The latest edition of the ISMG Security Report features an analysis of Donald Trump's comments about "the server" in a discussion with the president of Ukraine. Also: insights on "privacy by design" and highlights of ISMG's Cybersecurity Summit in Toronto.
Why did U.S. President Donald Trump discuss cybersecurity firm CrowdStrike with the president of Ukraine, saying "the server, they say Ukraine has it"? Experts say Trump appears to be referring to one or more conspiracy theories, none of which have a basis in reality.
APT groups that are backed by the Russian government rarely share code with each other, fostering a competitive landscape, according to a new report. This shows that Russia is willing to push the limits of its sophisticated cyber capabilities, researchers conclude.
Airports across the globe are increasingly leveraging facial recognition technology to verify and authenticate passengers. But some privacy advocates have raised concerns, especially in India, where several airports are ramping up facial recognition programs.
Technology companies often don't build in controls to protect privacy during the application development process, says Jason Cronk, a lawyer and privacy engineer. But using "privacy by design" principles during software development can help avoid trouble, he says.
Europe's top court has ruled that Google does not have to remove links to sensitive personal data globally under the EU's "right to be forgotten" requirements, saying the requirement only applies in Europe.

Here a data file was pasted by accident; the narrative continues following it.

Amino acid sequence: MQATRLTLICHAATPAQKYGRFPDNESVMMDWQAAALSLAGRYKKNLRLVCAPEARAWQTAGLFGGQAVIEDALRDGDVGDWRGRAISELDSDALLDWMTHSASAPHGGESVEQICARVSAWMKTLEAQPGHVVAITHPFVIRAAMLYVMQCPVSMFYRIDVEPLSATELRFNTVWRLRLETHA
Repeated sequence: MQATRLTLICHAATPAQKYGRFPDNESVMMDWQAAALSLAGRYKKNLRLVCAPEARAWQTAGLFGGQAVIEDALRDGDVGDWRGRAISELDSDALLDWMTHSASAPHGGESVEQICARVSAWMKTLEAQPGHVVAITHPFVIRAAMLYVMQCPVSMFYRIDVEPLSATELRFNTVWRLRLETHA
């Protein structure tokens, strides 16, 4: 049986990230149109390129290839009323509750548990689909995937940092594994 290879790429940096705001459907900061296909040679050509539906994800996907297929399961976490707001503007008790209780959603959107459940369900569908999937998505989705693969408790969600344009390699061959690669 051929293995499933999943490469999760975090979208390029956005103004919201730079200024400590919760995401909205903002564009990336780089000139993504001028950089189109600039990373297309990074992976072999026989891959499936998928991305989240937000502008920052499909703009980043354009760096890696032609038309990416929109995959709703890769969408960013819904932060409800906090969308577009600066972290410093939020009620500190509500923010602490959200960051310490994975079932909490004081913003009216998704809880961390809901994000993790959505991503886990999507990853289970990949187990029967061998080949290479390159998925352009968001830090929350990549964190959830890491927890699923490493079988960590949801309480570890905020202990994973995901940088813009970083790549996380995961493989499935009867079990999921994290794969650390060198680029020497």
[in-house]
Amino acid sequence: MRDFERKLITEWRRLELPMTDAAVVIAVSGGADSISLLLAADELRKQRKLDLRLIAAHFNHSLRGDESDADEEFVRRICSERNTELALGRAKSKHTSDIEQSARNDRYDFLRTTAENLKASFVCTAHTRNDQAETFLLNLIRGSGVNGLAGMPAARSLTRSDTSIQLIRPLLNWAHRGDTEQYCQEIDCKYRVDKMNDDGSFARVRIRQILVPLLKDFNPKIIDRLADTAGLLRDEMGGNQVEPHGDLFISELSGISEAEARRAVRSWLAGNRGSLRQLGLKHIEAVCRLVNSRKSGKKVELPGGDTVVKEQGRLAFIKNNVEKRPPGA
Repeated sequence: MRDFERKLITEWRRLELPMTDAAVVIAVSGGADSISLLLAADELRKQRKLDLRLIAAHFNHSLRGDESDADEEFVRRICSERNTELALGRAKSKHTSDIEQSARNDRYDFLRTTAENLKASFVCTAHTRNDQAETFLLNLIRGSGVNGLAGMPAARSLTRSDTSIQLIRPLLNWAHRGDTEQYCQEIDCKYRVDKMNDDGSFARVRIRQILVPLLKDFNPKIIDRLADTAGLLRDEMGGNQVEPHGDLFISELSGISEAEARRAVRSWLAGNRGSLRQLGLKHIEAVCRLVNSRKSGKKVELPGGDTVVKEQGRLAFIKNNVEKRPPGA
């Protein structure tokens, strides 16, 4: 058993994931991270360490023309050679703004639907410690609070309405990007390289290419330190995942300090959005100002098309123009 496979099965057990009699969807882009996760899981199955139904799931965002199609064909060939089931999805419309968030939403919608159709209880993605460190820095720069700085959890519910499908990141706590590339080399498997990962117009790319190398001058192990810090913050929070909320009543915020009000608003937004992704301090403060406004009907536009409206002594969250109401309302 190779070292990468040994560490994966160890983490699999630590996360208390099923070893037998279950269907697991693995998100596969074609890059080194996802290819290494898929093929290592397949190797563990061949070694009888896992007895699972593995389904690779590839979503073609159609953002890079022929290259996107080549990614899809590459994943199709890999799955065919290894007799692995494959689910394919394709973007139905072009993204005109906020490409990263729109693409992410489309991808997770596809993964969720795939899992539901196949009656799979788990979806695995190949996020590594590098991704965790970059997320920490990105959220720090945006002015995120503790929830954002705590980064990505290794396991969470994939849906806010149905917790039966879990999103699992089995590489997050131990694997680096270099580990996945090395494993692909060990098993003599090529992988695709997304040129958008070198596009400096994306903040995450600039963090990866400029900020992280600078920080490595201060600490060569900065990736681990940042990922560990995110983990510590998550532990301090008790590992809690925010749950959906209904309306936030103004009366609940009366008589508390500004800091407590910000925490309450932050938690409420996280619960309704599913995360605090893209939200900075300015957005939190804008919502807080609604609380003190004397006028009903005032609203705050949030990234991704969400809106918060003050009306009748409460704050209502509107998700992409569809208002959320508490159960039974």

Facebook says it has suspended tens of thousands of apps as part of its ongoing investigation into data misuse that grew out of the Cambridge Analytica scandal. The company won't disclose the affected apps, but an unsealed court filing says it has suspended 69,000.
A misconfiguration in a Google Calendar function that allows Google to index calendars raises serious privacy concerns because it could lead to inadvertent, broad public exposure of calendars that contain sensitive information, including corporate details, a researcher reports.
Rear Admiral Mohit Gupta, who was recently appointed chief of India's new Defense Cyber Agency, has made a series of recommendations for top action-items. But will the government actually carry out his priorities?
Artificial intelligence technologies that provide surveillance capabilities can have upsides as well as downsides. Unfortunately, as developers and governments rush to experiment, security, privacy, data protection and liability questions remain unanswered.
The FBI has issued hundreds of subpoenas to major banks, the big three credit rating agencies and other corporations as part of an ongoing counterterrorism program that collects personal and financial data, the New York Times reports.
The government of India has formed a committee of experts that will recommend policies on who can use the large amount of data generated from "smart city" projects and for what purposes. What key privacy issues must be addressed?
Governments are rapidly adopting AI surveillance technology to advance political goals, according to a new report from the Carnegie Endowment for International Peace. While Chinese suppliers dominate, liberal democracies and authoritarian regimes alike are developing and procuring such technology.